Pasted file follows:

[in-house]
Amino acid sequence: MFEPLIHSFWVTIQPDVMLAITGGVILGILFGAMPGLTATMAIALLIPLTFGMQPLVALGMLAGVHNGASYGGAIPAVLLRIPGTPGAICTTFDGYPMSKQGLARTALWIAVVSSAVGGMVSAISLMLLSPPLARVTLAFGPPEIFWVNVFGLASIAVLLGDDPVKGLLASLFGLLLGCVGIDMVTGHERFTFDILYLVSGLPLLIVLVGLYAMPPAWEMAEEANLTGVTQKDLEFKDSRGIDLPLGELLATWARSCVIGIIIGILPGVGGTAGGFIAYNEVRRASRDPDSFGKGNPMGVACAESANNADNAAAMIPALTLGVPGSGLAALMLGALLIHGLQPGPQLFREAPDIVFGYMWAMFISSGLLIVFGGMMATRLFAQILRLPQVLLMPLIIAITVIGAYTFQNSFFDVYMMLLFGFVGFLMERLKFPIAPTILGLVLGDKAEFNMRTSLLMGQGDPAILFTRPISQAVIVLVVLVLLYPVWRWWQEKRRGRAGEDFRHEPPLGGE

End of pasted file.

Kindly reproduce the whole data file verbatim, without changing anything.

[in-house]
Amino acid sequence: MFEPLIHSFWVTIQPDVMLAITGGVILGILFGAMPGLTATMAIALLIPLTFGMQPLVALGMLAGVHNGASYGGAIPAVLLRIPGTPGAICTTFDGYPMSKQGLARTALWIAVVSSAVGGMVSAISLMLLSPPLARVTLAFGPPEIFWVNVFGLASIAVLLGDDPVKGLLASLFGLLLGCVGIDMVTGHERFTFDILYLVSGLPLLIVLVGLYAMPPAWEMAEEANLTGVTQKDLEFKDSRGIDLPLGELLATWARSCVIGIIIGILPGVGGTAGGFIAYNEVRRASRDPDSFGKGNPMGVACAESANNADNAAAMIPALTLGVPGSGLAALMLGALLIHGLQPGPQLFREAPDIVFGYMWAMFISSGLLIVFGGMMATRLFAQILRLPQVLLMPLIIAITVIGAYTFQNSFFDVYMMLLFGFVGFLMERLKFPIAPTILGLVLGDKAEFNMRTSLLMGQGDPAILFTRPISQAVIVLVVLVLLYPVWRWWQEKRRGRAGEDFRHEPPLGGE